Blue Ventures
By : Nora Dunn
Blue Ventures is an award-winning non-profit volunteer tourism organization that does some amazing marine conservation work in Madagasgar and other Indian Ocean communities. They have a unique eco-tourism business model that supports their social enterprise, and as such they have created the largest community-managed marine reserve in the Indian Ocean.

Blue Ventures' Beginnings
Al Harris, the Founder and Director of Scientific Research for Blue Ventures, was studying marine conservation in Madagasgar. He was frustrated with the lack of knowledge and management of the marine systems that communities depend on for survival - both as a livelihood as well as a food source.

He also observed that despite the lack of a marine conservation plan, the area hosts some of the biggest coral reefs in the world, all of which are largely unknown and unexplored.

Seeing a community need as well as a scientific mecca for marine research, Al founded Blue Ventures in 2003 to both educate and involve paying volunteers, using the business eco-tourism profits to fund further research and work with the local communities.

Since then, Blue Ventures has expanded dramatically throughout communities on Madagasgar, and they are also moving into Fiji and Malaysia with similar initiatives.

An Example of the Blue Ventures Impact
On Madagasgar, the village of Andavadoaka relies on harvesting octopus as its primary source of both food and income. In 2004, Blue Ventures and its volunteers worked directly with this village to develop the world's first community-run marine protected area for octopus. They implemented seasonal closures so the octopus could grow in size and number. These closures alone ensured that octopus would continue to thrive and be available to fishermen for years to come, and even made their intake of octopus (hence community income) 13 times larger!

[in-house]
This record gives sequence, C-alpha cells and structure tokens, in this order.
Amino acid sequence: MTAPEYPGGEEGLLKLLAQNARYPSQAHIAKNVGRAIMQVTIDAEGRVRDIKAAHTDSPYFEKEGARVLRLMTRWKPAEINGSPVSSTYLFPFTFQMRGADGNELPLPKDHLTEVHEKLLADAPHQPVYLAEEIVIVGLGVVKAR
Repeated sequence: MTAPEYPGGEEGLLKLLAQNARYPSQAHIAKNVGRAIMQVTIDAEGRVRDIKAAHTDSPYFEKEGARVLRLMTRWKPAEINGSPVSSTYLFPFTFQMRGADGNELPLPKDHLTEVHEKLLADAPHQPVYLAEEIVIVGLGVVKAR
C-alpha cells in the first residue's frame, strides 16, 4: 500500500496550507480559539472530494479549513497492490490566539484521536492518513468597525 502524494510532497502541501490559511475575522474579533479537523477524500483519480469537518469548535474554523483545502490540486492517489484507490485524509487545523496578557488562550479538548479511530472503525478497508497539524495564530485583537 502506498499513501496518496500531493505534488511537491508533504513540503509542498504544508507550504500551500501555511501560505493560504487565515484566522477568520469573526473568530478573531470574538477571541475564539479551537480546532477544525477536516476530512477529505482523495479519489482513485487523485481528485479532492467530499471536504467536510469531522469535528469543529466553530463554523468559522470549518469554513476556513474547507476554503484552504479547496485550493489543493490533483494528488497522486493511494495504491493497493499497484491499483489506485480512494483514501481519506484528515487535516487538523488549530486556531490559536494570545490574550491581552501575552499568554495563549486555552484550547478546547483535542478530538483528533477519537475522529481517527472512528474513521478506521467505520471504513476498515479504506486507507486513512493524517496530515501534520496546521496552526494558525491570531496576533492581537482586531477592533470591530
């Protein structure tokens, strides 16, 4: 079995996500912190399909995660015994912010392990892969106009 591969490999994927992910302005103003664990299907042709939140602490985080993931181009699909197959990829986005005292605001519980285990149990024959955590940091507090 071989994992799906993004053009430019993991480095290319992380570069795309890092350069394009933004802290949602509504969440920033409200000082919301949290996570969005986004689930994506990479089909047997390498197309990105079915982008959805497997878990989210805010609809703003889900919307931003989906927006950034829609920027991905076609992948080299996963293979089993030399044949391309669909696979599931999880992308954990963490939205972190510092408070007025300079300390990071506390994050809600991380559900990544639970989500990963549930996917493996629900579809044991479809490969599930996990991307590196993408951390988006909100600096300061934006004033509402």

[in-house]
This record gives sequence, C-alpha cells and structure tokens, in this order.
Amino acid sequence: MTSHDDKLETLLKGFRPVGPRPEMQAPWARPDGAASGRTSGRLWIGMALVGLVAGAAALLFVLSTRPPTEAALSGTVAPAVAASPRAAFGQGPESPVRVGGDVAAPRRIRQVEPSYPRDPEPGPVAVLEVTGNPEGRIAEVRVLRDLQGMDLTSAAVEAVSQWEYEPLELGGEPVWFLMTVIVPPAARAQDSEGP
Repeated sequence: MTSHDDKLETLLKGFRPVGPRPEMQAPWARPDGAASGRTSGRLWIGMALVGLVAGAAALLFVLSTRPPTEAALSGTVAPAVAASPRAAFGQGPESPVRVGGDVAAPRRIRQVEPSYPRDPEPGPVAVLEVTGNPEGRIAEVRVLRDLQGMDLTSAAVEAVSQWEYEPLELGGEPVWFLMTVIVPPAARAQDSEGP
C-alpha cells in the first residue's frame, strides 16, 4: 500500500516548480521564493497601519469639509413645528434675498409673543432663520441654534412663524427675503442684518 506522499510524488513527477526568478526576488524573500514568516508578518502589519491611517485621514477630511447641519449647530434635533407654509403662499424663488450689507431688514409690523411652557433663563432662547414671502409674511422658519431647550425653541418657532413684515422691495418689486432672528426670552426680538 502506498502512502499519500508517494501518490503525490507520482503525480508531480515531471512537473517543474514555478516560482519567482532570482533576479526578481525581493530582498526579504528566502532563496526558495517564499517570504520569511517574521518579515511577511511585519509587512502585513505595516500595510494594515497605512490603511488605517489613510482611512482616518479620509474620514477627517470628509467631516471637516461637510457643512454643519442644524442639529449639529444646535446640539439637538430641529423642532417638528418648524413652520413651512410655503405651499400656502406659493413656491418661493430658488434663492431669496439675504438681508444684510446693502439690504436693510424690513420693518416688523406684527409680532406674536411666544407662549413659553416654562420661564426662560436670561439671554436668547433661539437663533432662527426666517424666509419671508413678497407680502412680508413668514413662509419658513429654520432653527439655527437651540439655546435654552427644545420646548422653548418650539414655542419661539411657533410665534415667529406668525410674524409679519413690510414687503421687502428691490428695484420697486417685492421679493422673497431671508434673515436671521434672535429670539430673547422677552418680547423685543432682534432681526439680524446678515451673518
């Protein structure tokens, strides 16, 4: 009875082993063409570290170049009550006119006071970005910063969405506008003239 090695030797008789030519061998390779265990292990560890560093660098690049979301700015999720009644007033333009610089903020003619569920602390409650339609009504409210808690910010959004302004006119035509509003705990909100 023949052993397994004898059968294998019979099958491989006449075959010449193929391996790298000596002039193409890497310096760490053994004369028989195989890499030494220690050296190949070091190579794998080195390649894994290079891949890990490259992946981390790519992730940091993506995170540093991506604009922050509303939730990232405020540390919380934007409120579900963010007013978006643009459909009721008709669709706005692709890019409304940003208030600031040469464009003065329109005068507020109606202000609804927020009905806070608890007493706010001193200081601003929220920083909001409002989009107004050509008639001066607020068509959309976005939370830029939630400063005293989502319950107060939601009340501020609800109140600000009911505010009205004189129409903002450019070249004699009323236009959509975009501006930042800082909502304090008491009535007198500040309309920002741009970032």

Other neighboring communities have seen the positive impact Blue Ventures has had on all fronts, and have asked Blue Ventures to set up similar initiatives to help them. Blue Ventures is currently replicating this sort of conservation model throughout more than 50 other local villages, creating over 800 square kilometers of protected coastal and marine areas. Not only does this protect threatened marine habitats and environments, but it also benefits over 10,000 local villagers who depend on it for survival.

The Volunteer Experience
Paying volunteers arrive at Blue Ventures (in Madagasgar) after a week of traveling to this very remote place. Depending on their level of SCUBA experience, they will be trained to participate in underwater marine research and conservation science. This research work is done side-by-side with the team's trained scientists, so volunteers get to participate in active and relevant research and conservation work.

Volunteers are also made a part of community initiatives, and as such are given the opportunity to learn the local language and customs, and are introduced to the community elders who run the show. They participate in local festivals and ceremonies, teach English to the local children, and learn to cook from the village women.
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